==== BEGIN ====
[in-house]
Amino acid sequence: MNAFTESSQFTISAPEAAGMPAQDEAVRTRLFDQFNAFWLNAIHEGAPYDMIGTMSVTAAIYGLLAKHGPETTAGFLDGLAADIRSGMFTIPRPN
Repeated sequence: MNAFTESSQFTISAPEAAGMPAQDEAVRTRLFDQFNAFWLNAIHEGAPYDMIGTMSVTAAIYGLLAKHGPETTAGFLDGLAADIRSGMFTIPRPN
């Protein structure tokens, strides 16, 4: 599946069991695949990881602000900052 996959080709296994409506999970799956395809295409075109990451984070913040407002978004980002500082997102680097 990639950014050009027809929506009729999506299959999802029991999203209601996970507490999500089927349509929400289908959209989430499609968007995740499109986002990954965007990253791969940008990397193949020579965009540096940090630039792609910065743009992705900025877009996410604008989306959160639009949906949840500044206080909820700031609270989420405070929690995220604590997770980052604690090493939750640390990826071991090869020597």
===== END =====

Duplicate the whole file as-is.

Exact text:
[in-house]
Amino acid sequence: MNAFTESSQFTISAPEAAGMPAQDEAVRTRLFDQFNAFWLNAIHEGAPYDMIGTMSVTAAIYGLLAKHGPETTAGFLDGLAADIRSGMFTIPRPN
Repeated sequence: MNAFTESSQFTISAPEAAGMPAQDEAVRTRLFDQFNAFWLNAIHEGAPYDMIGTMSVTAAIYGLLAKHGPETTAGFLDGLAADIRSGMFTIPRPN
């Protein structure tokens, strides 16, 4: 599946069991695949990881602000900052 996959080709296994409506999970799956395809295409075109990451984070913040407002978004980002500082997102680097 990639950014050009027809929506009729999506299959999802029991999203209601996970507490999500089927349509929400289908959209989430499609968007995740499109986002990954965007990253791969940008990397193949020579965009540096940090630039792609910065743009992705900025877009996410604008989306959160639009949906949840500044206080909820700031609270989420405070929690995220604590997770980052604690090493939750640390990826071991090869020597």